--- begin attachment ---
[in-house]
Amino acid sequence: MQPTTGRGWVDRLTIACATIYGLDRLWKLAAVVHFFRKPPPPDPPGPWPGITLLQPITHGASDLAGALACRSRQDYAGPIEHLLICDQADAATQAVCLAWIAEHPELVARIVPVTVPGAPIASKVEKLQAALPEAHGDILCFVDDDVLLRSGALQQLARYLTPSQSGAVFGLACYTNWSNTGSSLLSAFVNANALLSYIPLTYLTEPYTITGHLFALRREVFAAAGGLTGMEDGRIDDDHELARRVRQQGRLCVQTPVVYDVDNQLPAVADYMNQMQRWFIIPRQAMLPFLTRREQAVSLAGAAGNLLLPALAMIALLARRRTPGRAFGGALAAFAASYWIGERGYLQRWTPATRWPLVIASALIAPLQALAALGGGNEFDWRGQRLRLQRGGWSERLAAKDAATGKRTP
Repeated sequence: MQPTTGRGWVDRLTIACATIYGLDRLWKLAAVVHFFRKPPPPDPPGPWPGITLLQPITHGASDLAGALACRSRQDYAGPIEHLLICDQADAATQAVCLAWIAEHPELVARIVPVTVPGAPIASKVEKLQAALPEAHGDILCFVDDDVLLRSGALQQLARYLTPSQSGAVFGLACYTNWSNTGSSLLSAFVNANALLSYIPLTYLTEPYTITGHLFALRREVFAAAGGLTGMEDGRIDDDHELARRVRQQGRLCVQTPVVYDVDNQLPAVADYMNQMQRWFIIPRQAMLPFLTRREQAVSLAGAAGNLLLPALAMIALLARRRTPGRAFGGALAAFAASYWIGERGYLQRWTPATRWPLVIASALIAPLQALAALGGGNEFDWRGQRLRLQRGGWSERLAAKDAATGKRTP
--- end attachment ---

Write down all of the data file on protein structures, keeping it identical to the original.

[in-house]
Amino acid sequence: MQPTTGRGWVDRLTIACATIYGLDRLWKLAAVVHFFRKPPPPDPPGPWPGITLLQPITHGASDLAGALACRSRQDYAGPIEHLLICDQADAATQAVCLAWIAEHPELVARIVPVTVPGAPIASKVEKLQAALPEAHGDILCFVDDDVLLRSGALQQLARYLTPSQSGAVFGLACYTNWSNTGSSLLSAFVNANALLSYIPLTYLTEPYTITGHLFALRREVFAAAGGLTGMEDGRIDDDHELARRVRQQGRLCVQTPVVYDVDNQLPAVADYMNQMQRWFIIPRQAMLPFLTRREQAVSLAGAAGNLLLPALAMIALLARRRTPGRAFGGALAAFAASYWIGERGYLQRWTPATRWPLVIASALIAPLQALAALGGGNEFDWRGQRLRLQRGGWSERLAAKDAATGKRTP
Repeated sequence: MQPTTGRGWVDRLTIACATIYGLDRLWKLAAVVHFFRKPPPPDPPGPWPGITLLQPITHGASDLAGALACRSRQDYAGPIEHLLICDQADAATQAVCLAWIAEHPELVARIVPVTVPGAPIASKVEKLQAALPEAHGDILCFVDDDVLLRSGALQQLARYLTPSQSGAVFGLACYTNWSNTGSSLLSAFVNANALLSYIPLTYLTEPYTITGHLFALRREVFAAAGGLTGMEDGRIDDDHELARRVRQQGRLCVQTPVVYDVDNQLPAVADYMNQMQRWFIIPRQAMLPFLTRREQAVSLAGAAGNLLLPALAMIALLARRRTPGRAFGGALAAFAASYWIGERGYLQRWTPATRWPLVIASALIAPLQALAALGGGNEFDWRGQRLRLQRGGWSERLAAKDAATGKRTP